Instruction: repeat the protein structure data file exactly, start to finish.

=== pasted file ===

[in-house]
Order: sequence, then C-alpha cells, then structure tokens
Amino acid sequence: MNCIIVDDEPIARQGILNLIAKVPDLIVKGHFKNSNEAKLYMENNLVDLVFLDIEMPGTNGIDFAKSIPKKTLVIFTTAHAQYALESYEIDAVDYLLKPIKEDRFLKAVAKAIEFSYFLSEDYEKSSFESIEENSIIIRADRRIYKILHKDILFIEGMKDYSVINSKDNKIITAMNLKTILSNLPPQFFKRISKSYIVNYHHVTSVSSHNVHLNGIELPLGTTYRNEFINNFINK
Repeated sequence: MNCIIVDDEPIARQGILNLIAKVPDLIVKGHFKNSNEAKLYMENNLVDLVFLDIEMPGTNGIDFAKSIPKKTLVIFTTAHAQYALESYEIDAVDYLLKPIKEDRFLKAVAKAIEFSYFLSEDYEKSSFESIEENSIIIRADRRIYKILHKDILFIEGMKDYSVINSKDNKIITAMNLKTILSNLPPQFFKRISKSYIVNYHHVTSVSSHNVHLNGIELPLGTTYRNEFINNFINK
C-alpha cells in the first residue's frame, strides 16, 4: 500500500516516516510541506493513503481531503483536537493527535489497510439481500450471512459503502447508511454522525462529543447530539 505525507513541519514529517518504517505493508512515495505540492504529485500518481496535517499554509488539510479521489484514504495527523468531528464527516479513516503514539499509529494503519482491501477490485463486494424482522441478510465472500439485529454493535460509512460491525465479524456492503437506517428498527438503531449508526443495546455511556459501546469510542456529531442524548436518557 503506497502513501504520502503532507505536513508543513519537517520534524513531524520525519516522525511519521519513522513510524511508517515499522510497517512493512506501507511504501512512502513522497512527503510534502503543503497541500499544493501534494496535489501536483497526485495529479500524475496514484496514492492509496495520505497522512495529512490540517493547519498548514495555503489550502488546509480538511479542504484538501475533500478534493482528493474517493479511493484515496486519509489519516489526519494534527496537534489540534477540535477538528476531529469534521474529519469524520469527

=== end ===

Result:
[in-house]
Order: sequence, then C-alpha cells, then structure tokens
Amino acid sequence: MNCIIVDDEPIARQGILNLIAKVPDLIVKGHFKNSNEAKLYMENNLVDLVFLDIEMPGTNGIDFAKSIPKKTLVIFTTAHAQYALESYEIDAVDYLLKPIKEDRFLKAVAKAIEFSYFLSEDYEKSSFESIEENSIIIRADRRIYKILHKDILFIEGMKDYSVINSKDNKIITAMNLKTILSNLPPQFFKRISKSYIVNYHHVTSVSSHNVHLNGIELPLGTTYRNEFINNFINK
Repeated sequence: MNCIIVDDEPIARQGILNLIAKVPDLIVKGHFKNSNEAKLYMENNLVDLVFLDIEMPGTNGIDFAKSIPKKTLVIFTTAHAQYALESYEIDAVDYLLKPIKEDRFLKAVAKAIEFSYFLSEDYEKSSFESIEENSIIIRADRRIYKILHKDILFIEGMKDYSVINSKDNKIITAMNLKTILSNLPPQFFKRISKSYIVNYHHVTSVSSHNVHLNGIELPLGTTYRNEFINNFINK
C-alpha cells in the first residue's frame, strides 16, 4: 500500500516516516510541506493513503481531503483536537493527535489497510439481500450471512459503502447508511454522525462529543447530539 505525507513541519514529517518504517505493508512515495505540492504529485500518481496535517499554509488539510479521489484514504495527523468531528464527516479513516503514539499509529494503519482491501477490485463486494424482522441478510465472500439485529454493535460509512460491525465479524456492503437506517428498527438503531449508526443495546455511556459501546469510542456529531442524548436518557 503506497502513501504520502503532507505536513508543513519537517520534524513531524520525519516522525511519521519513522513510524511508517515499522510497517512493512506501507511504501512512502513522497512527503510534502503543503497541500499544493501534494496535489501536483497526485495529479500524475496514484496514492492509496495520505497522512495529512490540517493547519498548514495555503489550502488546509480538511479542504484538501475533500478534493482528493474517493479511493484515496486519509489519516489526519494534527496537534489540534477540535477538528476531529469534521474529519469524520469527